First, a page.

Untiringly and without intermission—except during a few of the worst blizzards—he inculcates the doctrines of flies, in their relation to fingers and filth, and hurls Phillipics against mosquitoes, ticks, and the insect world generally—not forgetting bed-bugs, lice, and other disease-breeding vermin.

He extols the benefits of bathing, the rich rewards of fresh air, exercise, and the relief of constipation.

In fact, he takes pride in doing all that within him lies, in order to teach the world to do without him.

Thanks to doctors, we are learning about plumbing and posture, mastication and measles, outdoors, deep breathing, poisons and poise. We are finding out what bad teeth do to good health, how to work, play and sleep so as to get the greatest physical good from each.

We are warned against overweight, alcohol, common colds and tobacco, and the evil possibilities in marrying one’s cousin—or some one else’s cousin who has, or has had, syphilis, feeble-mindedness, a drunken ancestry, epilepsy, or some tendency to “hark back” and “revert to type”—as did Mendel’s beans, or the black Andalusian pullets.

The subject of life and health conservation is “in the air.” Only recently a president of the American Medical Association made this theme the subject of his inaugural address. Hardly a medical journal but has one or more articles devoted to it in each issue. We are being specifically instructed in how to avoid disease.

Now, however, we are to learn how, in many instances, diseases, many of them most grave and life-shortening, may be cured. This, by measures which conflict with no other form of treatment, and so simple as almost to appear ridiculous. For Dr. William H. FitzGerald, the discoverer of zone therapy, is to tell us how he instructs his patients, under his guidance and direction, to cure themselves.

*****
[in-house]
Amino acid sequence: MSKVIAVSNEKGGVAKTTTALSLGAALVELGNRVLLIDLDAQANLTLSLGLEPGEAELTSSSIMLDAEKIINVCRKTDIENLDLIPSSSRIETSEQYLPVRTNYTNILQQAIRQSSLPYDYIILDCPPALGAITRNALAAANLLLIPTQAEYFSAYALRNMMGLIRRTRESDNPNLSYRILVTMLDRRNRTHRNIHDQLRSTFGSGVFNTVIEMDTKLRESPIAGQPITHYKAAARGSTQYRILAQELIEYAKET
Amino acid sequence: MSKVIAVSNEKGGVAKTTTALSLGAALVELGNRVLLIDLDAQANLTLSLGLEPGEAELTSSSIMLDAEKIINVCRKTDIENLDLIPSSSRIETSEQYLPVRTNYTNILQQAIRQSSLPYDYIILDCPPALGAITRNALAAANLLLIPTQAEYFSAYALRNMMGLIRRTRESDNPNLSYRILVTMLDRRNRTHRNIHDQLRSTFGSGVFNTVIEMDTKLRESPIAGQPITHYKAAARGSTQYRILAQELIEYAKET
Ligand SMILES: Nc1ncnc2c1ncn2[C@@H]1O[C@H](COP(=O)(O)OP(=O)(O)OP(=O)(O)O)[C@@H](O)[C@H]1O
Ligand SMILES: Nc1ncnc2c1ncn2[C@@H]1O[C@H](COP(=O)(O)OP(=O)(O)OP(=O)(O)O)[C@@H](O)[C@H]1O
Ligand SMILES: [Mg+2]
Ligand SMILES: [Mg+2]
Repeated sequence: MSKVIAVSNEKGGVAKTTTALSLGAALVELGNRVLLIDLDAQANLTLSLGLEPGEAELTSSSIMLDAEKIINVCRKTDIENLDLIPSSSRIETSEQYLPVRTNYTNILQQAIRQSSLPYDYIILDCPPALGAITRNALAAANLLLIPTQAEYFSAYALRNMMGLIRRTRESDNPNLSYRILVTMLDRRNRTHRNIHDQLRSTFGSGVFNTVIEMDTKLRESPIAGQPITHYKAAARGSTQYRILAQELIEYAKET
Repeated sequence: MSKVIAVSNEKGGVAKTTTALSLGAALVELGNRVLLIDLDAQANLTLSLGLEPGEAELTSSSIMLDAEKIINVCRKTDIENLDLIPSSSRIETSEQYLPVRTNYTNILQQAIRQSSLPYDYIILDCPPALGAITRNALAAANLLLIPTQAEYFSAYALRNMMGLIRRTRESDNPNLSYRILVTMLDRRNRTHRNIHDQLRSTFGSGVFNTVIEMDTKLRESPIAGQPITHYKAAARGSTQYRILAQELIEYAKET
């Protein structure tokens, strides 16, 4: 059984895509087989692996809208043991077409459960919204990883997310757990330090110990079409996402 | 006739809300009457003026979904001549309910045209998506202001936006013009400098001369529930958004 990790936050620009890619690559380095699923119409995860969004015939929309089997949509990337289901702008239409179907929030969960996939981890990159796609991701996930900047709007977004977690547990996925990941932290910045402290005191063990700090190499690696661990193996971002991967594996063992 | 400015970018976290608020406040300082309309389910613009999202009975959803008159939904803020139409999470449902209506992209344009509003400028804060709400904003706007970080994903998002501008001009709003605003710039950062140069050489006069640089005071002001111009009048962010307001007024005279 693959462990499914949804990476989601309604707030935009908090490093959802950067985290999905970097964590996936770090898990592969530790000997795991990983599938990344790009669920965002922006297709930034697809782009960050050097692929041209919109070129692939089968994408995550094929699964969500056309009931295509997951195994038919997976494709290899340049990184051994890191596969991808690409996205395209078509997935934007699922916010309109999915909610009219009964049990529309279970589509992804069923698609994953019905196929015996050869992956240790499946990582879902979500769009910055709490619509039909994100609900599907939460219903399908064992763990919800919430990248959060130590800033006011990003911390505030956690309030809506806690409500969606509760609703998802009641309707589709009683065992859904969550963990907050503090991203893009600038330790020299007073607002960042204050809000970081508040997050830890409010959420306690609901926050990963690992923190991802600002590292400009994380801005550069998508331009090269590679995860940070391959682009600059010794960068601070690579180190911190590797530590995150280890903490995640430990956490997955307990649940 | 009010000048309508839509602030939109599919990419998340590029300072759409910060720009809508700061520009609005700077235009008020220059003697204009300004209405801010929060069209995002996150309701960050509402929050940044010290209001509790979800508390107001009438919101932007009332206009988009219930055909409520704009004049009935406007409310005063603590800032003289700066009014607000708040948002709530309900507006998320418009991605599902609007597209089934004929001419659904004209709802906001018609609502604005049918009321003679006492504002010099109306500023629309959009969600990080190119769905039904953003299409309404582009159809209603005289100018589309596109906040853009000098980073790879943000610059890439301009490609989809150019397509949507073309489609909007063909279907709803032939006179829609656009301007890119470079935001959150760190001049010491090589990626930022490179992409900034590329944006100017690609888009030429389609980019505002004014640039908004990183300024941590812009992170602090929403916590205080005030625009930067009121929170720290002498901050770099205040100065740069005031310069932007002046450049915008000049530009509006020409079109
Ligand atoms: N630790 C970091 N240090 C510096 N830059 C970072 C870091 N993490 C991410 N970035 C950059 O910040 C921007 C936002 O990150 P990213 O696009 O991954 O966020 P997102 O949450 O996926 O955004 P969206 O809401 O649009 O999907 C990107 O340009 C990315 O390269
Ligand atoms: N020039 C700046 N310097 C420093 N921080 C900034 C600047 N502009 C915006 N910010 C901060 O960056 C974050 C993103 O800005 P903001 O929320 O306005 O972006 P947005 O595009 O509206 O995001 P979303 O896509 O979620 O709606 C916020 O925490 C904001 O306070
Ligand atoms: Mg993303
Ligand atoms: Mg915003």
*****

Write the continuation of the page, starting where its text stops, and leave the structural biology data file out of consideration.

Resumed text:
Dr. FitzGerald’s position is one that commands respect. He is a graduate of the University of Vermont, and spent two and a half years in the Boston City Hospital. He served two years in the Central London Nose and Throat Hospital. For a like period he was in Vienna, where he was assistant to Professor Politzer and Professor Otto Chiari, who are known wherever medical text-books are read.

For several years Dr. FitzGerald has been the senior nose and throat surgeon of St. Francis Hospital in Hartford, and is an active member of most of the American medical societies.

I have known Dr. FitzGerald for many years. He is able and honest, a skillful and competent surgeon, and a student. No matter how foolish, how ridiculous his methods may seem, they are most decidedly not the vaporings of a dreamer or a charlatan. They are the calmly digested findings of a trained scientific mind.

And so Dr. FitzGerald is to give us specific details of one of the most wonderful and perplexing things connected with the art of medicine. This, because a physician’s premise is to teach—as well as heal. Because publicity concerning the prevention and cure of disease is a duty he owes mankind: not as an altruist, but as a human being.

Edwin F. Bowers, M. D.

Sept. 1, 1916.